First thing I did was to undo some of the constraints. These were all IT professionals, everyone of them competent in their own right and willing to do more, but inhibited by a demeaning structure. I sat down with each and every one of them and spoke to them man to man to get an understanding of what they were feeling, why they got into IT initially, and what they wanted to do. I asked for their ideas as to what was wrong and what we could do to fix it.

I wanted them to be part of the solution. Nothing would work without their buy-in, but the cost of their investment was trust and recognition – these were pennies well spent and easy to give over.

I gave every one of them a responsibility. I made them accountable for something. That something was aligned to their skillset, their experience, their desires. One guy became responsible for infrastructure. Another was given application management. A third was told he was going to be the SharePoint guru and these were the big plans I wanted him to get started on. The younger guys were given helpdesk, but told they were responsible for the efficient management of it, and given responsibilities shadowing the other guys. Each person walked out of that meeting knowing what was expected of them, and empowered by the knowledge that they would be exercising their expertise productively. They were delighted every one of them.

My role in this was to facilitate. I set agendas, I defined strategies, and I reached out to the business, but the guys were involved. I was by no means a technical IT expert and made no claims to be – I made it clear that I was relying on them, but they had my full trust.

Trust is a mighty powerful thing. I would support them every step of the way, but in return expected them to fulfil the trust placed in them. It’s rare that people don’t, but unusual for people – average managers – to understand. Trust is a gift given by me to you, and creates a hopeful obligation in the recipient. Few want to disappoint that.

I always the best sort of authority is no show of authority at all. It’s the mistake that many junior or managers make, feeling the need to demonstrate they are the boss. True authority comes with a sense of humility – in your hands are the lives of these people – but for many managers those people are playthings.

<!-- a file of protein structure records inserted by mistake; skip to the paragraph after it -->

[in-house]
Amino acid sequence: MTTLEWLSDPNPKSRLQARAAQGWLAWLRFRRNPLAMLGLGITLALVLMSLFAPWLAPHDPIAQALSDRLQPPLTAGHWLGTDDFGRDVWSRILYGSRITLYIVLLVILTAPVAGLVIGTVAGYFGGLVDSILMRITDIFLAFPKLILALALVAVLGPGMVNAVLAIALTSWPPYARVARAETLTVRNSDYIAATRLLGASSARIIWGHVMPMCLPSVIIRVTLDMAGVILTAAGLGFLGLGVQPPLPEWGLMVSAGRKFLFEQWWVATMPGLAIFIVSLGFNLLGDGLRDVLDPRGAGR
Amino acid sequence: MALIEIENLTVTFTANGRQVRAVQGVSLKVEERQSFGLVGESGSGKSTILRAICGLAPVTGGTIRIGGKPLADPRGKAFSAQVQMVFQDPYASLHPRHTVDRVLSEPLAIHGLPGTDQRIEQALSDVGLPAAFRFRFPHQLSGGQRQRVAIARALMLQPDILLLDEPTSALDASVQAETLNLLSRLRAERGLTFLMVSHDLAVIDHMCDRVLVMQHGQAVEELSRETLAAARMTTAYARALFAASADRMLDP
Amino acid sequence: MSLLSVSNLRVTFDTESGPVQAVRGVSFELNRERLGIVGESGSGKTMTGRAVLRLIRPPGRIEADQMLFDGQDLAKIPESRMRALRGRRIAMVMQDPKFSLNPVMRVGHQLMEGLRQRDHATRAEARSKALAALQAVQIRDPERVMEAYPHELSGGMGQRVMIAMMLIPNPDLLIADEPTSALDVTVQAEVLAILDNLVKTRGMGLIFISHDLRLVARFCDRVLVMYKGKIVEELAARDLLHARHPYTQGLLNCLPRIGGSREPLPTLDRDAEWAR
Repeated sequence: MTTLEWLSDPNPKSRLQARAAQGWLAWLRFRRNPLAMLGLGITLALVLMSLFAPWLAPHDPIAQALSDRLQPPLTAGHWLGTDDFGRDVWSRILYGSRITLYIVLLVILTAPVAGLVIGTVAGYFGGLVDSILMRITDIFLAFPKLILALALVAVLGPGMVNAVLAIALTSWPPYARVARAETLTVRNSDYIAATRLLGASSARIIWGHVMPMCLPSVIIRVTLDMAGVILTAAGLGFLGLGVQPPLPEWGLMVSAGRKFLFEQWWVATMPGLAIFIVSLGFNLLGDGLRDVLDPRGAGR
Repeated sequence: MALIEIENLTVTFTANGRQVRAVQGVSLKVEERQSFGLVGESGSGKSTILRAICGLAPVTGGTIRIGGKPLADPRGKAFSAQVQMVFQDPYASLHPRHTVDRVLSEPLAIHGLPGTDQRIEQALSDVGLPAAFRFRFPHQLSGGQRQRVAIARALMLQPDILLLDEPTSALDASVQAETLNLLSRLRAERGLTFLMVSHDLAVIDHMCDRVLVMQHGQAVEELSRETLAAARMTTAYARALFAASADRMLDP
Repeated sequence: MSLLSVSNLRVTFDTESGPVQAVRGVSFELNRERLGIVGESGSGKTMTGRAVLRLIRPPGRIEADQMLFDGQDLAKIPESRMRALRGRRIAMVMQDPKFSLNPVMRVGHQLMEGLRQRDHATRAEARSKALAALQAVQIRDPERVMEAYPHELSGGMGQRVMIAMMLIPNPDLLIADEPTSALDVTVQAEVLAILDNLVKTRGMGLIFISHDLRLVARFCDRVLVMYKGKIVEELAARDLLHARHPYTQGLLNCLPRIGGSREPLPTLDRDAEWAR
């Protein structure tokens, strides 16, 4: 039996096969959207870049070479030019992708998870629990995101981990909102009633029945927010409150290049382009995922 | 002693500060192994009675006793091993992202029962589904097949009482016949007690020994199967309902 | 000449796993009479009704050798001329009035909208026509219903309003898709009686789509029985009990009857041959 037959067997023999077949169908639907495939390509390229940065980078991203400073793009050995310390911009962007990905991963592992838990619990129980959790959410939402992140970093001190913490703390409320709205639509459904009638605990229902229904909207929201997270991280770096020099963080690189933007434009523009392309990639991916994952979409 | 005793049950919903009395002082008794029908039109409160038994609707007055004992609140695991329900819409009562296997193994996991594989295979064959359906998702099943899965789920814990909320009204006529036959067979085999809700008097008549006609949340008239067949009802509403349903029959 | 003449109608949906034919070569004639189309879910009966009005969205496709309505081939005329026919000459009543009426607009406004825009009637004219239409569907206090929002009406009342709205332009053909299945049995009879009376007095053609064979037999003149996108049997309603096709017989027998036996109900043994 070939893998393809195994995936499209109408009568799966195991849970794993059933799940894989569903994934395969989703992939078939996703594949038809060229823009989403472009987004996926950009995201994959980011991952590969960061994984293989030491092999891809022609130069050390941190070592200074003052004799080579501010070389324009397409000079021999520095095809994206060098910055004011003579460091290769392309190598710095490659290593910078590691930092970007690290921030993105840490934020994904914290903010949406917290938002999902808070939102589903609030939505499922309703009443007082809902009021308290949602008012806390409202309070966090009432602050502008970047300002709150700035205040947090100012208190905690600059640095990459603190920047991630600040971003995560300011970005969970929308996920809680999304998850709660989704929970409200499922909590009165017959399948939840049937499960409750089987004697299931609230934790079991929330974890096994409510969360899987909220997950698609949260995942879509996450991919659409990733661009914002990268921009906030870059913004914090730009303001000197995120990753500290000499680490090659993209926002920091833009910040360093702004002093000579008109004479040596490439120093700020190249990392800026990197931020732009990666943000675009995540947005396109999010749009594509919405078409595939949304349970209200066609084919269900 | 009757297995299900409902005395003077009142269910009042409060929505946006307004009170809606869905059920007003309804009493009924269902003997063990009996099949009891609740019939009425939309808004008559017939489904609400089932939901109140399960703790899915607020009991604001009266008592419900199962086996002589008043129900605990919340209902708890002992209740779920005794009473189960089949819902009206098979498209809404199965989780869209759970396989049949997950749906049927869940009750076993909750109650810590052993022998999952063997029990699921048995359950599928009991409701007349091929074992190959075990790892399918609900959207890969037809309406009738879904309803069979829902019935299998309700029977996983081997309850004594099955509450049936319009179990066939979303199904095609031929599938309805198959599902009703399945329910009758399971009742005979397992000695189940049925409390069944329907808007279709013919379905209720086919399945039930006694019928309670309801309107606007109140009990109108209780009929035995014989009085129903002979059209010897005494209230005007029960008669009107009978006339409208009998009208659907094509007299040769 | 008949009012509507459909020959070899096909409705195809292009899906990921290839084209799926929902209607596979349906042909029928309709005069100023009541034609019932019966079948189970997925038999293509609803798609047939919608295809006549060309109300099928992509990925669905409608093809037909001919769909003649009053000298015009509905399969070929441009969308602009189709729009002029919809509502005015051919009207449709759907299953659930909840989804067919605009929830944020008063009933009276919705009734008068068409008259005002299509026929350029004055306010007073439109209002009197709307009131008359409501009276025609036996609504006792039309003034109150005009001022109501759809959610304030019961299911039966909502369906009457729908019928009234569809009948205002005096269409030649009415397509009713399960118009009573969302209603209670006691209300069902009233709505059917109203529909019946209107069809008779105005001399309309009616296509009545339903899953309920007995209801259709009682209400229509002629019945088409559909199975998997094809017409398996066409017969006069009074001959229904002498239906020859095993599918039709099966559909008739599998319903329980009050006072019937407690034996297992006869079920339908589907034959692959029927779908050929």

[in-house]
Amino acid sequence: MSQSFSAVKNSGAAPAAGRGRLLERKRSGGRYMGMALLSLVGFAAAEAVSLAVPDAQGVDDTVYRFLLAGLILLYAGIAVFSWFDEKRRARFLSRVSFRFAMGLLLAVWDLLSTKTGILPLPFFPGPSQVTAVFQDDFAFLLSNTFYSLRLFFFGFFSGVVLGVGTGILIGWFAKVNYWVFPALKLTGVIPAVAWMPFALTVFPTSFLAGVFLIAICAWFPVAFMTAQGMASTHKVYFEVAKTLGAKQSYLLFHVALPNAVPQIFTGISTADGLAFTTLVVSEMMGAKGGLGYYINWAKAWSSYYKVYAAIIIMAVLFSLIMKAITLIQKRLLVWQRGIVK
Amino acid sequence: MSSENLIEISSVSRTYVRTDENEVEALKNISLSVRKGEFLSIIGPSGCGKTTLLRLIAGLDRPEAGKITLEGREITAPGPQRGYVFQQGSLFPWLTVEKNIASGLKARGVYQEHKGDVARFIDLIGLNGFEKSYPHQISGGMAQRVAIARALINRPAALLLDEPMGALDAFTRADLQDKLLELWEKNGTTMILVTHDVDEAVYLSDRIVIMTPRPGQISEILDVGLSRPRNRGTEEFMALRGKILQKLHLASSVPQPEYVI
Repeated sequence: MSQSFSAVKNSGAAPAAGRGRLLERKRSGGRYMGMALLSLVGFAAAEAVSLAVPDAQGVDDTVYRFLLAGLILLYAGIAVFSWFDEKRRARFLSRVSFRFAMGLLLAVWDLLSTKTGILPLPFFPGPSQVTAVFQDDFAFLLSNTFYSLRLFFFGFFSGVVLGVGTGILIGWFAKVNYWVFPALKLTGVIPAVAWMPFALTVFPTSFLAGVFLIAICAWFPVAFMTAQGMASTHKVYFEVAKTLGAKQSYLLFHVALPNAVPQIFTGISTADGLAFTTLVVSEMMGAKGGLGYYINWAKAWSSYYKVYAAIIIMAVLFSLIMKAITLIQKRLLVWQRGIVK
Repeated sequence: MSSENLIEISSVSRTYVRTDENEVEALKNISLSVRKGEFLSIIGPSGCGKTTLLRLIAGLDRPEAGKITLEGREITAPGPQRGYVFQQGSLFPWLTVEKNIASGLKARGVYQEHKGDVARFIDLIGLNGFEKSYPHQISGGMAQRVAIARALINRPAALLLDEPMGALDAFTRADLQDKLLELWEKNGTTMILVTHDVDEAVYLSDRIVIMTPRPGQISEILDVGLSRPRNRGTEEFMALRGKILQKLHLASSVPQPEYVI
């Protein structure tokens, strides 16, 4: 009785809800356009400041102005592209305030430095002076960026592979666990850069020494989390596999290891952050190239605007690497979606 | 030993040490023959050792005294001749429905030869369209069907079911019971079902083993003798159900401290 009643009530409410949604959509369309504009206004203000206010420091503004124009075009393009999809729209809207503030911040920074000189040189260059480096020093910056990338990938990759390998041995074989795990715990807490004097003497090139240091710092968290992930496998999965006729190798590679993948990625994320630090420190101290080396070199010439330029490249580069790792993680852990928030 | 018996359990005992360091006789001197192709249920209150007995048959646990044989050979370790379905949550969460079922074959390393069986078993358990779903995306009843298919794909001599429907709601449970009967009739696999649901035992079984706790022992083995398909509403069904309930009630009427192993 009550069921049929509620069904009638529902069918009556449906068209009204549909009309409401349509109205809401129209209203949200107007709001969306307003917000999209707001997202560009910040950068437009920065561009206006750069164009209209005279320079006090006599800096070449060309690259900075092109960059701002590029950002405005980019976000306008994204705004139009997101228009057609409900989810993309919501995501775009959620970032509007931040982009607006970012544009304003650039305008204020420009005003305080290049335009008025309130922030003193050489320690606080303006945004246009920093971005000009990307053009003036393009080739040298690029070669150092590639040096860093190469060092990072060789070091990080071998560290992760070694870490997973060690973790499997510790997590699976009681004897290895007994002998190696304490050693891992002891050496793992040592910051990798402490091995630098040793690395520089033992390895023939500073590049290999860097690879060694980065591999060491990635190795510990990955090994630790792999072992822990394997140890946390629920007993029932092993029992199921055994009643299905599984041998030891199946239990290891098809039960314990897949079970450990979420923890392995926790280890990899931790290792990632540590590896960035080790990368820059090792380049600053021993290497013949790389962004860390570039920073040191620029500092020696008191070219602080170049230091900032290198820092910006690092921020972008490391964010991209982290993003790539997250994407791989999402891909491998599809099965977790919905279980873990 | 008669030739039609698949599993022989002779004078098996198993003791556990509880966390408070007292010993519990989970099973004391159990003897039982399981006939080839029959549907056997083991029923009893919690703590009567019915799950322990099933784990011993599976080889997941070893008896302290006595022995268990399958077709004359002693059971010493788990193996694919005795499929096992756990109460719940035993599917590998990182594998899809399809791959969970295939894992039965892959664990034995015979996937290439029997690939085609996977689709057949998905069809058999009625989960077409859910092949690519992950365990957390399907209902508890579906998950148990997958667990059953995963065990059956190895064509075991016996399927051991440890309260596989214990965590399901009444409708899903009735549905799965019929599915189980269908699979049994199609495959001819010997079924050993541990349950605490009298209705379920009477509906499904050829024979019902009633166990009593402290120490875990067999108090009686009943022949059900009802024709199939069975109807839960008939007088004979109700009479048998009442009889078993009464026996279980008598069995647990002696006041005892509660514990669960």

I never worried about being the boss. I knew they trusted and respected me. We got on well, could share a joke, and I took them all out for drinks soon after starting, but no-one was in any doubt that I was the man – and that’s how they wanted it. I was hard, but fair, but I took the pressure off them too and gave them space to do what they did best. In no time we turned the department around. By the time I left them morale was sky-high, performance had hit the roof, we had engaged with and earned the trust of the business, and had a bunch of exciting projects on the go.

For me I appreciated how much people want to be themselves. If that’s all you offer then people will be drones and the quality of their work will reflect that – but if you recognise them as individuals, each with unique qualities, and acknowledge them, then there’s no limit to what they can achieve. This encapsulates my philosophy on engagement, and indeed leadership, and explains why I’m so passionate about it.

This is what I want to introduce here. It’s a tall order but you have to start somewhere. This week I wrote and posted something to the constituents detailing what we’re about as an engagement committee and what we hoped to achieve. The possibilities thrill me.